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Complaining again???

Muriel2017

photo by Chandra

I heard on CBC Radio a group of young people is suing the US government regarding destruction of the environment. The warnings are ominous — if we don’t act right now, the future looks bleak. Scientists warn hundreds of thousands will die of thirst and lack of food due to climate warming.

I live in what is supposedly a forward-thinking country, so what’s wrong with our politicians. Our young prime minister has young children of his own. Is he not concerned about their future? He insists the Trans Mountain pipeline will/must be built. He’s already committed my tax dollars to it.

ibestprotestpipe

 

Construction of Transmtnpipe

Trans Mountain Pipeline

If the federal government succeeds, this pipeline will carry diluted bitumen all the way from Edmonton, Alberta, right across our ‘Naturally Beautiful’ British Columbia to Burnaby. From there the bitumen will travel by tanker across the water to wherever they want to process our dirty oil.

Kinder Morgan's Trans Mountain Pipe

Trans Mountain Pipeline, not pretty

Where there are pipes there ARE leaks, and the risk of oil spills along the route are likely. What the increased tanker traffic will do to our already stressed and endangered orcas and other marine life can only be imagined. I’m heartbroken…

anotheratankerTMP

tanker to carry bitumen on our waters

The governing party in my province needed the small Green Party to form a coalition in order to give them a majority. I counted on the Greens to keep them from doing too much harm to our environment.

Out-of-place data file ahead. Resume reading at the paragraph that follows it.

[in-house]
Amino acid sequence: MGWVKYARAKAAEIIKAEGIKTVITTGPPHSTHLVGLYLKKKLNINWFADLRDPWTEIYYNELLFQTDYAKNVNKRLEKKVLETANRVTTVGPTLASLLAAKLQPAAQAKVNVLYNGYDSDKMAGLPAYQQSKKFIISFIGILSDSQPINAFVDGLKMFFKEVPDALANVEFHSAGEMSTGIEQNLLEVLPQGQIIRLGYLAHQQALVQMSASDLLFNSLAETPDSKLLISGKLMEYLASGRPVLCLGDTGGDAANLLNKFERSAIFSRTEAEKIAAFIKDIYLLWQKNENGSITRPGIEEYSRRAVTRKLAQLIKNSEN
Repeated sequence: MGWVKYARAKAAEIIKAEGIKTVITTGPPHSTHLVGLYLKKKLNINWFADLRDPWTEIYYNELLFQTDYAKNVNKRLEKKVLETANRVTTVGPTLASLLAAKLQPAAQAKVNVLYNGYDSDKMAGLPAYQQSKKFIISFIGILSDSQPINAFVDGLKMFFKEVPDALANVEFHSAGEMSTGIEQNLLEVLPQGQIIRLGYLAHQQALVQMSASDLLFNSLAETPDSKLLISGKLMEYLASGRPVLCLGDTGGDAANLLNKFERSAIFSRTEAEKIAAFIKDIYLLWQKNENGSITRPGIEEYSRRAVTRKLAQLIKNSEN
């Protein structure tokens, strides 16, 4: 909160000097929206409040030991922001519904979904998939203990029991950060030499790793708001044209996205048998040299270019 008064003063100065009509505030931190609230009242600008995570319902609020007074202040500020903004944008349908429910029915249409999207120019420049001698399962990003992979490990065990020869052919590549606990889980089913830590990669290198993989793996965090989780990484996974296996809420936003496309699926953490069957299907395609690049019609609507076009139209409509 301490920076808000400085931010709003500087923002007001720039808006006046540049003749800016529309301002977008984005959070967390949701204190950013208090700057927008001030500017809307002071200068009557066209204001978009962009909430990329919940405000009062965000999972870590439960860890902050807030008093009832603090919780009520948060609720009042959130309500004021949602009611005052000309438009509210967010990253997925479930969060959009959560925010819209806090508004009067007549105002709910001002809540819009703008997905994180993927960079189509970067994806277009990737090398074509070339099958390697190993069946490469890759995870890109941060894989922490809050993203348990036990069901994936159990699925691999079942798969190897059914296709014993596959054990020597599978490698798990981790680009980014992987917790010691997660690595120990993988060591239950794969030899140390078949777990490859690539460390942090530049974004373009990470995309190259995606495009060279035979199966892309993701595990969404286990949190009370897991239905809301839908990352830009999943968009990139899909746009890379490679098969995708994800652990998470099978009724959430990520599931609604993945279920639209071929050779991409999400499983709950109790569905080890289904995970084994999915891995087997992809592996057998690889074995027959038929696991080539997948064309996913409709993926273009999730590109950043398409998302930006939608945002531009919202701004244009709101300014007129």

Still, our province has approved a huge Liquid Natural Gas project In Kitimat, the Northern part of B. C. There is nothing ‘natural’ about the process used to extract the gas.Would you want something  looking like this in your back yard?

LN

LNG Project.

Besides, we’re told this ‘massive’ project will require a 670 kilometre ‘Coastal GasLink’ pipeline to the LNG plant. Another pipeline….and more tankers in our waters.
There are dozens of LNG projects around the world. Just check Mr. Google.

Recently, I read about a housewife located close to one LNG project who complained you could light the water coming out of her kitchen faucets with a match. Would you want to drink that? The officials claimed the LNG fracking had nothing to do with it.

LNGtransportBC

LNG Tanker — what will it do to marine life?

Years ago, when California announced tight restrictions on environmentally damaging cars or projects, opponents believed businesses would flee en-masse or collapse. It never happened. Instead California became a leader in safer, cleaner and lucrative industries. (Check it out.)

funny lady at computer

You may disagree

What would I prefer? Thinking about creating healthier, less environmentally damaging projects for the financial well-being of our children in the future. You need not agree with me. These are just my thoughts…. You are welcome to try to convince me I’m wrong.

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Busy catching up on reading

Muriel2017

photo by my lovely Chandra Joy Kauffmann